From real-time to pseudotime: Tracking B cell fate decisions across time and space

Special visiting speaker seminar

Our lab is interested in how and where antibody responses are made, particularly in the context of vaccination and autoimmunity. We track B cell responses in real-time by intravital two-photon microscopy to visualise cell fates and single cell RNA sequencing to determine the molecules that drives these cell fate decisions. Here I will share some of our data tracking the fates of T follicular helper cells and memory B cells and their reactivation to generate antibody-secreting plasma cells in the secondary antibody response.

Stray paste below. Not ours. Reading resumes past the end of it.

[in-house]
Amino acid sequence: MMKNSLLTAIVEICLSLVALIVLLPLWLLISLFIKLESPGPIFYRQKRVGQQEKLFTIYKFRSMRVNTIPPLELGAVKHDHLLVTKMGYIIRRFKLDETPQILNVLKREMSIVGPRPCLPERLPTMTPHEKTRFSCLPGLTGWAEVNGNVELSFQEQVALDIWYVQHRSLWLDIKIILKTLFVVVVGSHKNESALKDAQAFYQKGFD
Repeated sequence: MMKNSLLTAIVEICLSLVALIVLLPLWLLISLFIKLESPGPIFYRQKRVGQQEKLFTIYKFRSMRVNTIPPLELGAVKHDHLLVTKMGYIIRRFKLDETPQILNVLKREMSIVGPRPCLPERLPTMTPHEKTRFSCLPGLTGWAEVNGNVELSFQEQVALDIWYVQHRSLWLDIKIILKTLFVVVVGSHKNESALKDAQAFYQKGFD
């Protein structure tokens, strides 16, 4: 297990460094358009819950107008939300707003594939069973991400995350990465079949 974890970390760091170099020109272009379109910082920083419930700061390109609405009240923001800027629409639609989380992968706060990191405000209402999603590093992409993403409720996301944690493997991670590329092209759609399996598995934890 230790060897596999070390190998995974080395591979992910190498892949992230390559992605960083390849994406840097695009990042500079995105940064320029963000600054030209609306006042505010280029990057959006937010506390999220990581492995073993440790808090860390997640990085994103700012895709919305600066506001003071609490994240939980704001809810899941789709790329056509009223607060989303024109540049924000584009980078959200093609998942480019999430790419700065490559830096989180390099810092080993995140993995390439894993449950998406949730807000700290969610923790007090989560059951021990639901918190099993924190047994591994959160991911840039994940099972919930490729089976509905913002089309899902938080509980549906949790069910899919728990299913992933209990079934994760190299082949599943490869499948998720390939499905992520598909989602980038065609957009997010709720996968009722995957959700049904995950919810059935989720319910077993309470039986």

Tri graduated from medical school at the University of Sydney and trained as a clinical immunologist and immunopathologist at the Royal Prince Alfred Hospital, Sydney. He did his PhD with Prof. Tony Basten and Dr Robert Brink at the Centenary Institute where he developed the SWHEL model for tracking in vivo B cell responses. Tri undertook post-doctoral studies at UCSF with Dr Jason Cyster where he learnt intravital two-photon microscopy from Dr Taka Okada and Dr Andrew Bullen. He has since returned to the Garvan Institute where he uses two-photon microscopy and single cell sequencing to track B cell fates in the setting of vaccinations and autoimmunity in both mouse models and the patients he sees in the clinic.